My first employed role as an in-house lawyer was with Dixons the High Street retailer working as part of the tiny management team of 12, in an internet service provider called Freeserve. I think we were the first tech unicorn in Europe when we IPO’d at £1.6billion in 1999.

It was a great opportunity on the back of my having taken the first internet law course as part of my IP and IT Masters at Queen Mary’s Centre for Commercial Law Studies. I still work with Queen Mary today and helped them set up Q:Legal where postgrad students give tech start up’s legal advice.

Freeserve, was one of my three favourite roles. The other two were 5 years as General Counsel of the open source company Canonical and 18 months as Associate General Counsel at Veon, looking after FinTech in emerging markets like Pakistan, Bangladesh and Ukraine.

I’ve worked internationally since 2000 and as well as having lived in DC, New York and Amsterdam I have worked and travelled constantly to a number of European and US cities, as well as visiting Eurasia, Pakistan, Russia and Asia.  I love working with people from different cultures.

Since early 2019, I have focused on non-legal roles around Open Source, where I guess I have developed a level of commercial and community expertise.

I travel a lot, at least once or twice a month, generally to attend meetings or speak at conferences and thoroughly enjoy it.

Did you ever sit down and plan your career?

I did plan but found that things changed based on the opportunities and that you couldn’t plan for those. It’s critical to take every opportunity you can. The things we regret are the things we don’t do.  My CV fits more with the current economy and I have moved whenever I became bored or saw an opportunity and I think that’s the right way to gain broad experience.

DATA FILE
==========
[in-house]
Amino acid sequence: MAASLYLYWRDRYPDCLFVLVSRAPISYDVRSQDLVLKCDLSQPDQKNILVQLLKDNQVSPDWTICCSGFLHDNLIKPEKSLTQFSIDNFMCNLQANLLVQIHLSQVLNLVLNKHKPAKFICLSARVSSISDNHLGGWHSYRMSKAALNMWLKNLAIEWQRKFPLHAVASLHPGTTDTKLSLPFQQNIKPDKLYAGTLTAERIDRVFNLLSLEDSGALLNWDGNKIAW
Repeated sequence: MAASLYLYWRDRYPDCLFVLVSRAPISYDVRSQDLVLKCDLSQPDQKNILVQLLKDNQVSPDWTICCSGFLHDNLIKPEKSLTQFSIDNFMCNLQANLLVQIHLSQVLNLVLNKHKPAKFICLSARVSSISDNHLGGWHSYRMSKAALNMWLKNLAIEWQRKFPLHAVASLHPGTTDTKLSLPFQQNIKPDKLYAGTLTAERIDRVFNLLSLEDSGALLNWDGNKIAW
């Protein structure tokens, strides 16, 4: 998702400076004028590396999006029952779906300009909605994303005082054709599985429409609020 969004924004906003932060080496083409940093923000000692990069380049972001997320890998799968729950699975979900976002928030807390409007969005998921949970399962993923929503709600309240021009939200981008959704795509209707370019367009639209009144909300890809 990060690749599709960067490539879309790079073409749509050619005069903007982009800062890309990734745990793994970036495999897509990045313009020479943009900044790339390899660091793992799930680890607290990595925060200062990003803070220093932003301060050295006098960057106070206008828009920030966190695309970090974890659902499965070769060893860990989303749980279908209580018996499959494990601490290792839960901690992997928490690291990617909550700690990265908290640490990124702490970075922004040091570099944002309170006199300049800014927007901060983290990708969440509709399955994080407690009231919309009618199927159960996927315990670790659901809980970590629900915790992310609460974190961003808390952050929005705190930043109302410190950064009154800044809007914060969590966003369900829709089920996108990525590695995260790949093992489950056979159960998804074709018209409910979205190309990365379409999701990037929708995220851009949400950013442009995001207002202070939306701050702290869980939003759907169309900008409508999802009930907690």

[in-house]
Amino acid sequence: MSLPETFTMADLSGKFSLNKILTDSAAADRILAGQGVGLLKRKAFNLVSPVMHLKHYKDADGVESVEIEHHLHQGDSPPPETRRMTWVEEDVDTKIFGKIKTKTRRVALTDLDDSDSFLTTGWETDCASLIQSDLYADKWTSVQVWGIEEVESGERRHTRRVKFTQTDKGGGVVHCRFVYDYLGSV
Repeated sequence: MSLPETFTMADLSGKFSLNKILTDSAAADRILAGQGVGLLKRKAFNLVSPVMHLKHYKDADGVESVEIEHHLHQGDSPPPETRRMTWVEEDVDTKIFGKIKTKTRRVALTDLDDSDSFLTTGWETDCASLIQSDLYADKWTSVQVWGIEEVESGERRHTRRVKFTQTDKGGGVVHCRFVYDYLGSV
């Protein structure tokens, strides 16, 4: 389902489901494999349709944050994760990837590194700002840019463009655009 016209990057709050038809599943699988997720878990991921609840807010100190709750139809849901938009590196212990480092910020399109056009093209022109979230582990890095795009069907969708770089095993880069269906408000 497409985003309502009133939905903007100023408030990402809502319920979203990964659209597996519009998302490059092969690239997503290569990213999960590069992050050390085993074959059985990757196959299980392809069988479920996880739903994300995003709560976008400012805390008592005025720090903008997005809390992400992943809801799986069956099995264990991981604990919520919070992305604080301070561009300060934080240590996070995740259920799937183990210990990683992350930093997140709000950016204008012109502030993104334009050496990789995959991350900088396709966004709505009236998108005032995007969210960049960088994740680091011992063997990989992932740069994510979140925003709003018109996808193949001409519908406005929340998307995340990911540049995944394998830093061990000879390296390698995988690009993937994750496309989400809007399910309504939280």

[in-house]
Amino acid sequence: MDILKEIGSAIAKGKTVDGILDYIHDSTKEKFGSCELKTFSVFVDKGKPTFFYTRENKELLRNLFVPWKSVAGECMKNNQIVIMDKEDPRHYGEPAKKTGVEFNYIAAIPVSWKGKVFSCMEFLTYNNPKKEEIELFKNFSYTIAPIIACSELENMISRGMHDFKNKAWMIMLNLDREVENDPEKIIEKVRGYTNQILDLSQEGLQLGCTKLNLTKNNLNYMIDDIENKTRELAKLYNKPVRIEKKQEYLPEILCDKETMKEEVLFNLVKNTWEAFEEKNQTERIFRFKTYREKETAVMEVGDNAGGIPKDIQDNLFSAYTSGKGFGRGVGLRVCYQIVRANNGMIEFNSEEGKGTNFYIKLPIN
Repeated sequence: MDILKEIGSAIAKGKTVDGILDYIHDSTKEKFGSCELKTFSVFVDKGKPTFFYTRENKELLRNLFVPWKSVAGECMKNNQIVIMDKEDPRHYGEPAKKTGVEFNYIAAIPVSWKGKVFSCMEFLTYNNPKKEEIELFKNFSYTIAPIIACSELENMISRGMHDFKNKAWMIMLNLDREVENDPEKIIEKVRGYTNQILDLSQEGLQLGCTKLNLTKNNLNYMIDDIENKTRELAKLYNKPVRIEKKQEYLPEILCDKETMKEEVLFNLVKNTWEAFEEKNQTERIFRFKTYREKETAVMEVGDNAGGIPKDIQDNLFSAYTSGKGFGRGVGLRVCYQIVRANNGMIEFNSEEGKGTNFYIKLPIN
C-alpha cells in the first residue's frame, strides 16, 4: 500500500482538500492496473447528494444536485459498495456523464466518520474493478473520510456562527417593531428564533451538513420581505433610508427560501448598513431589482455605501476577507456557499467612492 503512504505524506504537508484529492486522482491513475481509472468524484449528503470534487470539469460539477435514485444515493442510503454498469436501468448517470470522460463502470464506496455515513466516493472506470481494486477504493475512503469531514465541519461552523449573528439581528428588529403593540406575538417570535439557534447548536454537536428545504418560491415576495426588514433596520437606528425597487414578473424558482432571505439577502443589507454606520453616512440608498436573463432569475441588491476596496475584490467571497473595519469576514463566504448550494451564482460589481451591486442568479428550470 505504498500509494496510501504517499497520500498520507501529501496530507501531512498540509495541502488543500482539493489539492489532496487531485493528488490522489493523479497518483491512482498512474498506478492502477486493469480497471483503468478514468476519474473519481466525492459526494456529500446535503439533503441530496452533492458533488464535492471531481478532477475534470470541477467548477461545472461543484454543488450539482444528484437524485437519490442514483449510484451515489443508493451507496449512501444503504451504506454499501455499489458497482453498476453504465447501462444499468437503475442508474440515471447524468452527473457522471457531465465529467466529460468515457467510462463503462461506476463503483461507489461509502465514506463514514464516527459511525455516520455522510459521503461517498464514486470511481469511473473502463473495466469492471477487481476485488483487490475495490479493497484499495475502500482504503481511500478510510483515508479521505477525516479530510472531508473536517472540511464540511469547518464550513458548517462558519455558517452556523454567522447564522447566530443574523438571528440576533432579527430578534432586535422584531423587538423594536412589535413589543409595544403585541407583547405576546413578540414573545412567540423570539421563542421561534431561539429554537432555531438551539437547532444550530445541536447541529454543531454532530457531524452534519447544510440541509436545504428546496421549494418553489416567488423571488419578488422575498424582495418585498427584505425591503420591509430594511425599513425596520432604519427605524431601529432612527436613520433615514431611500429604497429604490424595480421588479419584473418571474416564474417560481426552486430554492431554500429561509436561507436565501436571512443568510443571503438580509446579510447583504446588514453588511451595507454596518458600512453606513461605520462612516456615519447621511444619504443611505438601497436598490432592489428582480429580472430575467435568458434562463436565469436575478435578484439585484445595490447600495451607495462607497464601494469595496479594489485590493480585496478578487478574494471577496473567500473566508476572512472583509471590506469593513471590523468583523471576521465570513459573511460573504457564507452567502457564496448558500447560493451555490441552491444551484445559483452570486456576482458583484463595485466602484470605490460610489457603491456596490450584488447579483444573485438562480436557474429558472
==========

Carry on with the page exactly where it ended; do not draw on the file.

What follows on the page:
Have you faced any challenges along the way?

The sexism in law when I started working in the City in the early 90’s was frankly shocking.  A number of people should be really ashamed of the way they behaved towards young women. It certainly impacted both being offered opportunities and salary levels. It’s easy to be annoyed about it, but no point in regretting the past.

What has been your biggest achievement to date?

There have been a few. Making the law work at Canonical and Freeserve where the law hadn’t caught up with Open Source and the internet at the respective times are up there. I am also very proud of the work banking the unbanked in emerging markets. Oh, and the ecommerce book which had 2 editions in the early 00’s and the Open Source book coming out later this year.

What one thing do you believe has been a major factor in you achieving success?

Resilience and not worrying about being the only woman at the table.

How do you feel about mentoring? Have you mentored anyone or are you someone’s mentee?

I have benefited from mentors and had mentees and definitely support them. Although for me how well this works is very much dependant on the people clicking and the people who mentored me tended to be people I got to know first and then either asked or found that they became mentors to me, informally.

If you could change one thing to accelerate the pace of change for Gender Equality, what would it be?

I don’t have a magic wand unfortunately.  It saddens me that I think it will take another generation or two for things to really change. I vest my hope in the fact that the 20 somethings I meet seem to much more gender blind.

If you could give one piece of advice to your younger self what would it be?

Ask for more money. If they said yes to what you asked you were under valuing your worth.

What is your next challenge and what are you hoping to achieve in the future?

I have spent the last year re-inventing myself as a CEO and Advisor. I was 50 last year and my challenge will be forging an entirely new business path for the next phase of my career and persuading people not to think of me as a lawyer first.